A much welcome update to a popular cruiser.
Benelli has been in the motorcycle game for quite some time now. In its latest flavor, the Chinese-owned Italian motorcycle manufacturer has shifted its attention towards mid-weight bikes particularly gaining interest in the Asian market. They have started updating their model range in order to comply with India's BS6 standards, which mandate cleaner emissions. Benelli’s first motorcycle to receive a BS6 makeover is the Imperiale 400.
The BS6-compliant Benelli Imperiale 400 receives a sizable bump in price, now priced at Rs 1.99 lakh, as opposed to its BS4 counterpart which came Rs 20,000 cheaper. In consideration of the current global situation, Benelli is accepting online orders for the new Imperiale, with a fully refundable booking fee of Rs 6,000. Interestingly, Benelli is also offering a three year unlimited kilometer warranty as standard, a perk that shows utmost confidence in the brand’s quality and longevity.
The new Imperiale 400 comes mostly unchanged from the previous model, save for a larger catalytic converter and uprated O2 sensors for cleaner emissions. The bike’s docile power figures resin unchanged as well. The 374cc single cylinder engine continues to pump out around 21 horsepower and 29 Nm of torque. Its five-speed gearbox with rather long gearing gives the bike a relaxed, yet confident ride, with its 205 kg weight aiding to its stable and planted feel.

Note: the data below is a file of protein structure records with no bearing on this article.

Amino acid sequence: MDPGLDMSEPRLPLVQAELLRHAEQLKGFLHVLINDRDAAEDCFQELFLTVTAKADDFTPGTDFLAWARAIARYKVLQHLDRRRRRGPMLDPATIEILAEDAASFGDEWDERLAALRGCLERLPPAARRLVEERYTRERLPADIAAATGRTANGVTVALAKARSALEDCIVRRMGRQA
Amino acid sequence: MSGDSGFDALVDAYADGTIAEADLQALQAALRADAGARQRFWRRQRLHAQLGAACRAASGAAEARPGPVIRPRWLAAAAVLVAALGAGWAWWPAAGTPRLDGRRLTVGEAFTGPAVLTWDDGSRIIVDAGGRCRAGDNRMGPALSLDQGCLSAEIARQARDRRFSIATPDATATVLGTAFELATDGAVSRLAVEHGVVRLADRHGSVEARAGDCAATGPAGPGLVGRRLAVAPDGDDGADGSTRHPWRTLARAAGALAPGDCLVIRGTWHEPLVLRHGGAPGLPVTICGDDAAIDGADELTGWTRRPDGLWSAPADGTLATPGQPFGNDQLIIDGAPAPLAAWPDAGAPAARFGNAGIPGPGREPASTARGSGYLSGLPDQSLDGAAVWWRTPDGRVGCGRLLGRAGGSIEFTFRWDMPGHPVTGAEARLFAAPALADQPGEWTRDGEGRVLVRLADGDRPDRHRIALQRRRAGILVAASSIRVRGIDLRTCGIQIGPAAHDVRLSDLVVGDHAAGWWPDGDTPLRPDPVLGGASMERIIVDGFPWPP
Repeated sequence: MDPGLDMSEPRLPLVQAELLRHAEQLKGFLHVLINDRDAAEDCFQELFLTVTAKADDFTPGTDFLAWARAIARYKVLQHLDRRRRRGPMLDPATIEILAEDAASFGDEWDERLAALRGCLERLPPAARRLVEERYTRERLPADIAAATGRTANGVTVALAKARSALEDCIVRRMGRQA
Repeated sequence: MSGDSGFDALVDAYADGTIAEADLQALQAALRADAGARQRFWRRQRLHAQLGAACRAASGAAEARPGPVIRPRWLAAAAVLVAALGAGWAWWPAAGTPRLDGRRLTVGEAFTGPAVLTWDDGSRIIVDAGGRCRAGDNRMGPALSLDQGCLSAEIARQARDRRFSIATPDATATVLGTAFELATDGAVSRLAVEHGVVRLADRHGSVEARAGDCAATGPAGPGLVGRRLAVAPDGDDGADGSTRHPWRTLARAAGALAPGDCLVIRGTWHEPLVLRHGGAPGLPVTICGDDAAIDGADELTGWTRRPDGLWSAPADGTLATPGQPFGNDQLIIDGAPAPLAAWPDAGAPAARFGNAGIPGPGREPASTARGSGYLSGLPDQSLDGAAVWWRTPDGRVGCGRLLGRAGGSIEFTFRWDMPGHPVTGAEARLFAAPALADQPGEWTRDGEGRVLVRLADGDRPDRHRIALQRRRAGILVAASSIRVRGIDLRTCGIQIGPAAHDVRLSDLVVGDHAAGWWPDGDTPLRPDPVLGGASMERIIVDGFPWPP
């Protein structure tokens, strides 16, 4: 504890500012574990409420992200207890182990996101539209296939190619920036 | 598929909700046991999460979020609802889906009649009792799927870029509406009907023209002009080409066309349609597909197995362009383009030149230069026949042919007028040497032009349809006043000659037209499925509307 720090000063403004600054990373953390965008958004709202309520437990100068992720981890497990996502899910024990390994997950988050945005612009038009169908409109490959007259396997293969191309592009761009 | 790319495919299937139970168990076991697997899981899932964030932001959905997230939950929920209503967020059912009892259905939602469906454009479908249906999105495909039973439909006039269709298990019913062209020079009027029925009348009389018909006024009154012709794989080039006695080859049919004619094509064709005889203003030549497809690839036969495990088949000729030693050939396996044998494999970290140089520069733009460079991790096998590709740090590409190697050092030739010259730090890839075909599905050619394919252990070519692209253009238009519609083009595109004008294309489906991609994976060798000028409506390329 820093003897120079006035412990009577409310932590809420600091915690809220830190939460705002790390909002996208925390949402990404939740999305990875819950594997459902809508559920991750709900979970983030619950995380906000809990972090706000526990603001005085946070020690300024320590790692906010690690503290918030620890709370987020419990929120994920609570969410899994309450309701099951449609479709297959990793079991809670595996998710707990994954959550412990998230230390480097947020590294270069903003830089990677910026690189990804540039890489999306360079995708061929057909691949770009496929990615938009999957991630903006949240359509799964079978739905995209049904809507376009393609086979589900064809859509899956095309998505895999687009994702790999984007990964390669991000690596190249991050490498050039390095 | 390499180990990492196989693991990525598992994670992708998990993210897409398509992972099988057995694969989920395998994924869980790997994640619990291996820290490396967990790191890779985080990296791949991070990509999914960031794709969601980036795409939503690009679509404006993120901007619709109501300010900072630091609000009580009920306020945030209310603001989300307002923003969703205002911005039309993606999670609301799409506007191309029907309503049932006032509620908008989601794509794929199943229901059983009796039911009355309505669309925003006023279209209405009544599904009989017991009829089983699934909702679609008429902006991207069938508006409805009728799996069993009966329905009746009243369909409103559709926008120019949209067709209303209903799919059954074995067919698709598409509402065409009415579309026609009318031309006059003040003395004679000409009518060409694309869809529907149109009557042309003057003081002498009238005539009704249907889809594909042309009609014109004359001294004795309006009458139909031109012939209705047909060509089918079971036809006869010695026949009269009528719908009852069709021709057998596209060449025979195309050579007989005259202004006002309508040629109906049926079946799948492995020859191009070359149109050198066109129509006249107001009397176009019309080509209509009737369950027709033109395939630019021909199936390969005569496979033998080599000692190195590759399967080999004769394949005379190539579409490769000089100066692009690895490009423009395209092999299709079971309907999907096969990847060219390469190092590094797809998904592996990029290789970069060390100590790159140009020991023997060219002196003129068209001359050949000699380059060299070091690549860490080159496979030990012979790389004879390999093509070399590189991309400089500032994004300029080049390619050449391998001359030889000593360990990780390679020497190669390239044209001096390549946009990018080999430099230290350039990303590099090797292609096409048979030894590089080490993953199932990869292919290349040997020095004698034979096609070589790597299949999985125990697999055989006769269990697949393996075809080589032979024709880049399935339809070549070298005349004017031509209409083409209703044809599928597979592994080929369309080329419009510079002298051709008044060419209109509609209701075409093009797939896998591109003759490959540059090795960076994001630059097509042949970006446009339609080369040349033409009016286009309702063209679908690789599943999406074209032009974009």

Style-wise, the bike retains its unmistakable aesthetic featuring classic cruiser lines and styling. A round headlight, mated with a peanut-shaped fuel tank, and upright ergonomics give it a timeless look. Its retro styling, however, doesn’t mean the bike misses out on 21st century safety features. Although by no means chart topping in terms of tech, the Imperiale 400 insitlls confidence in its rider by way of dual channel ABS on both front and rear disc brakes.
There is however, one major threat to the Benelli Imperiale 400’s existence: the Royal Enfield Classic 350. For one thing, Royal Enfield is considered by many as India’s homegrown motorcycle brand, despite starting life in England. More importantly, the Classic 350 is a whole Rs 16,000 cheaper than the Benelli, and comes equipped with a similar ethos, and tech which sits at the same level as that of the Benelli. At the end of the day, it’s mostly going to become a battle of preference in terms of brand, small design cues, and aesthetics.